Saturday 28 April 2018

A Monthly Favourites: April 2018!!

Hi, and thanks for stopping by.

Today I'm talking all about my favourite reads from April 2018! I've read some great books this month - I finally rated some books 5 stars, after waiting MONTHS since my only other 5-star review in January! Please do let me know if you've read any of these books, and what you thought of them; or, let me know what your favourite books have been during April!! Just leave a comment down below. I know I'm uploading this slightly early, but don't worry, I'll let you know in May if I discover another gem in the last three days of April!! Anyway, on with the favourites...

Cath crowley’s words in deep blue
5 stars

[I received this book for free, via NetGalley, for review from the publishers.]
I have already reviewed this book in full on my blog, here, but I'll just talk briefly about how much I loved this story. It follows Rachel and Henry, best friends, as they reunite in Henry's family's secondhand bookshop. The novel focuses on themes such as family dynamics, unrequited love, grief, friendship and first love. I think it handles these difficult, and at times slightly overdone, topics with sensitivity and originality. This is a new release for 2018 and I can't encourage you enough to support Cath by reading it!

Kiley roache’s frat girl
4 stars

[I received this book for free, via NetGalley, for review from the publishers.]
As I mentioned in my goodreads review of this book, I don't think this story will be for everybody, especially not for every feminist. I definitely identify strongly as a feminist, and I really enjoyed the book, so I guess it'll be a case of each individual having a slightly different opinion. It follows Cass, on scholarship at university by promising to secretly rush a sexist frat and expose them. I think the problem some people may have with this is the slight leaning towards, "yes they're sexist, but they're not bad people" or "they're not all misogynists". At times I found this slightly problematic, but overall this is such an entertaining, educative book and has some really great examples of male-female friendships.

Megan miranda’s all the missing girls
4 stars

I enjoyed this book much more than I expected. It's set in one of these creepy, tiny, atmospheric towns in a Southern state of America. I don't know if these actually exist in real life in all their creepiness, but they're such effective settings in books - I always think that whenever I read a novel set in one. I have to admit that I'm not sure I necessarily enjoyed this as a had mysterious, suspenseful aspects, sure, but that wasn't necessarily what I was interested in. I just thought the characters were really well written and had real depth. As for the twisty revelations at the end? Meh, they were okay. 

John green’s turtles all the way down
5 stars

I will be incredibly surprised if this book doesn't end up in my Top 5 of 2018 post in December - that's how much I adored it. I've had this book on my shelf for ages and when it was unwrapped from my TBR, I groaned. I love John Green, don't get me wrong, but the blurb of this book just makes it sound SO bizarre and SO not my thing at all. In reality, though, IGNORE the blurb because this book is fantastic. It follows Aza as she navigates friendship, first love, her relationship with her mother, all whilst struggling through extreme, crippling OCD. This depiction of OCD, although I am not speaking from personal experience of the condition, is so stunning and heartbreaking. The last few pages of this book made me cry like a child. John Green does it again.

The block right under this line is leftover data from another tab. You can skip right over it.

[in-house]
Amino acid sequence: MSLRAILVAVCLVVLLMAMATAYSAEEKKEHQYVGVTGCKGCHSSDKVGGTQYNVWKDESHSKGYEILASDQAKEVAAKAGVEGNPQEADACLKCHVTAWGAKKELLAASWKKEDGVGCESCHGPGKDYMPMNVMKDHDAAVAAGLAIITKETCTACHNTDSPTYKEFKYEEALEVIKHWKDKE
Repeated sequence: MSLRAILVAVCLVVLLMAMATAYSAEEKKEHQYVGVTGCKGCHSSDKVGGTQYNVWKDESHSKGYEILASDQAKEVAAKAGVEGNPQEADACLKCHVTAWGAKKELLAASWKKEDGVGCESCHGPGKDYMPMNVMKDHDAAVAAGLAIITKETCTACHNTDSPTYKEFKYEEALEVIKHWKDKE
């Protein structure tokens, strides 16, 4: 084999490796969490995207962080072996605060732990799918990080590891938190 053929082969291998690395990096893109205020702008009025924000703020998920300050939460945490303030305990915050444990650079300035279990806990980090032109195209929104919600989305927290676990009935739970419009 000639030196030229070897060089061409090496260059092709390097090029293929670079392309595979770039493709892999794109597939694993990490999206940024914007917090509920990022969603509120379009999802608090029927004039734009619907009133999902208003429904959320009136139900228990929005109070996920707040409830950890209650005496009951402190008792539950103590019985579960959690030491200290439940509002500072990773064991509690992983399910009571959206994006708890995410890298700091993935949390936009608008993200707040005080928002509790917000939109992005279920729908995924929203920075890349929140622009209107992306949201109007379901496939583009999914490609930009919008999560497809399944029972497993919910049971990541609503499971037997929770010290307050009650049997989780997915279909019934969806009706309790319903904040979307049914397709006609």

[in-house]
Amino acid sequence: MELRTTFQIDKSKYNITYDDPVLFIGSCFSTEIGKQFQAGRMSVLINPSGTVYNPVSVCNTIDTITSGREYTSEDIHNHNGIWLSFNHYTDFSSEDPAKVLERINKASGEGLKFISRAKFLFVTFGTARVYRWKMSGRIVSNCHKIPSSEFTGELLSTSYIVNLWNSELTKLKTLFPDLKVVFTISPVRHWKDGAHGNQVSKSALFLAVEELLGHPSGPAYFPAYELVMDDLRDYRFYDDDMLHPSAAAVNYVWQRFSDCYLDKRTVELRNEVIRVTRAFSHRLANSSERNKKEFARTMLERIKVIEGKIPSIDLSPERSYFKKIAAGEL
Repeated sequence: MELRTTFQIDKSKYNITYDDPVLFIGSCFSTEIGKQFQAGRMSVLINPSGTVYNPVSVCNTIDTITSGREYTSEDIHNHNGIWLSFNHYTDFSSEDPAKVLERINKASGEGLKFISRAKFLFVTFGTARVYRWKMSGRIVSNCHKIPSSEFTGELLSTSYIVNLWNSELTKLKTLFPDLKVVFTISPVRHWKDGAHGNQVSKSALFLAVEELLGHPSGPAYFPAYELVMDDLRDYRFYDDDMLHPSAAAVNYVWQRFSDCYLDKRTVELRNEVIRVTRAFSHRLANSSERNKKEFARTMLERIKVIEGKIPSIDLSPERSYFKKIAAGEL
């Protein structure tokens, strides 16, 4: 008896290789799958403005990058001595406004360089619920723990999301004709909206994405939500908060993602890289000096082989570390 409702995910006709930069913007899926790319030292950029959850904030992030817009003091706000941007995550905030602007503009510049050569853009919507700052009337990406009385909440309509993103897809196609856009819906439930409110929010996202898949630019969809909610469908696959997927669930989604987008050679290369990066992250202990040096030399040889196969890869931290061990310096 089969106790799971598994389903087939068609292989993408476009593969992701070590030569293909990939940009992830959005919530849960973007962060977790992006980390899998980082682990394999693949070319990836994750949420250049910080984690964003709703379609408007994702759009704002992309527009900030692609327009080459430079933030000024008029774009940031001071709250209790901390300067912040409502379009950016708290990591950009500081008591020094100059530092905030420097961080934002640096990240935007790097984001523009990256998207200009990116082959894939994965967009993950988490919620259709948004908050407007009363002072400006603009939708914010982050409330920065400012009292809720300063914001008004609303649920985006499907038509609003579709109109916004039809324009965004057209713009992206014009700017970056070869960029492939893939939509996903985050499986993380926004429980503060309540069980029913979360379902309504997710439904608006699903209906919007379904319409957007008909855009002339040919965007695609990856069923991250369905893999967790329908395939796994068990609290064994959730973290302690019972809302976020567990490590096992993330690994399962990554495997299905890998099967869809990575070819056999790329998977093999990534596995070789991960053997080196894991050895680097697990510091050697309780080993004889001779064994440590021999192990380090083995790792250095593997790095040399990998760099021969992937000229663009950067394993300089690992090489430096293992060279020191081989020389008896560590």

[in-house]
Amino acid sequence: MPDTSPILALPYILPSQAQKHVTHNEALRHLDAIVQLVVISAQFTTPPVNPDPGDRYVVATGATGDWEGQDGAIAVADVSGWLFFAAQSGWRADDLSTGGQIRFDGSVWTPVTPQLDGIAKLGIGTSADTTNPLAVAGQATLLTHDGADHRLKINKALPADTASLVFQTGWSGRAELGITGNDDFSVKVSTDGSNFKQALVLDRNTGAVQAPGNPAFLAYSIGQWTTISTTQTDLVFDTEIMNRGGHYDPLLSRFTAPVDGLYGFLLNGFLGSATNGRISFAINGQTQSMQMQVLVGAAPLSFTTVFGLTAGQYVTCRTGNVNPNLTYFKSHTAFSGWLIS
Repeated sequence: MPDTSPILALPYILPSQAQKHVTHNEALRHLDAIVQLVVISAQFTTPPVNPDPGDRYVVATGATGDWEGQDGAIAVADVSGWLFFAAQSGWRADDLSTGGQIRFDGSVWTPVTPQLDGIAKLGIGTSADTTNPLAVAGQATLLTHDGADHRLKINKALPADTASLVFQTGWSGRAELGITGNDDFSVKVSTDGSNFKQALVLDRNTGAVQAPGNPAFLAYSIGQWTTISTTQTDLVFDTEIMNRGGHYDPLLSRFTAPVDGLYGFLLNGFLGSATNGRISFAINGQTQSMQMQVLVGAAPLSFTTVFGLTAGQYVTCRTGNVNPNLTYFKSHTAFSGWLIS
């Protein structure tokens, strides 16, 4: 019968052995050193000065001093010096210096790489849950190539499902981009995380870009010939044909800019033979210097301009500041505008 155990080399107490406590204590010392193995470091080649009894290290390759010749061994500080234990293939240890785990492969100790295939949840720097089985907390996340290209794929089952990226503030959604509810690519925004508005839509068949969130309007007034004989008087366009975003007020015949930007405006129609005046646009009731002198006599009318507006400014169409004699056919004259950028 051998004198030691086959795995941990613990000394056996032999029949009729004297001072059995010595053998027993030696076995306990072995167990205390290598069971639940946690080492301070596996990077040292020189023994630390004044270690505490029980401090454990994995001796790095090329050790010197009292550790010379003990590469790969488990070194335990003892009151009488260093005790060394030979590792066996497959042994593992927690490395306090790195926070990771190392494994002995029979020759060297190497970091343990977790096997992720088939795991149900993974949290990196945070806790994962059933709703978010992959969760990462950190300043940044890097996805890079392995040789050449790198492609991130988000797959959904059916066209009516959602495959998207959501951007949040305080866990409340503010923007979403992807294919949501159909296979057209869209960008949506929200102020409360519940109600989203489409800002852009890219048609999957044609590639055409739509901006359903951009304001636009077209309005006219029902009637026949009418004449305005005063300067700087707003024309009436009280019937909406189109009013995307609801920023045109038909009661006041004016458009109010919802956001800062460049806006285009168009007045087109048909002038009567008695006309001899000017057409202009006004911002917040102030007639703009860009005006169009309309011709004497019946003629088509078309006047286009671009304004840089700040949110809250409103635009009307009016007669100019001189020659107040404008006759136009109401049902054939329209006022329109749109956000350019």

t.e. carter’s I stop somewhere
4.5 stars

[I received this book for free, via NetGalley, for review from the publishers.]
I was SO torn on how to rate this book. Let me just preface this by saying, this book is one of the most troubling, difficult, horrendous things I've actually ever read. It will absolutely be triggering for some people, and for others it might just be something that makes you too uncomfortable to read - just a warning. It follows Ellie Frias, a girl who was raped and killed and ever since, is left floating around her town, watching other girls being abused by her murderers. This book does focus on some elements of rape culture but there is more focus on rape itself, I'd say and also on this idea of "what makes a girl" which I found really interesting and desperately sad, too. T.E. Carter's writing style is absolutely beautiful - how somebody can write about something so awful in such a stunning way always leaves me in awe.

So those are the best books of the month, for me. If you want to keep up to date with the books I read and review throughout the month in real time, please do follow my reviews/add me as a friend on goodreads here.

Till next time


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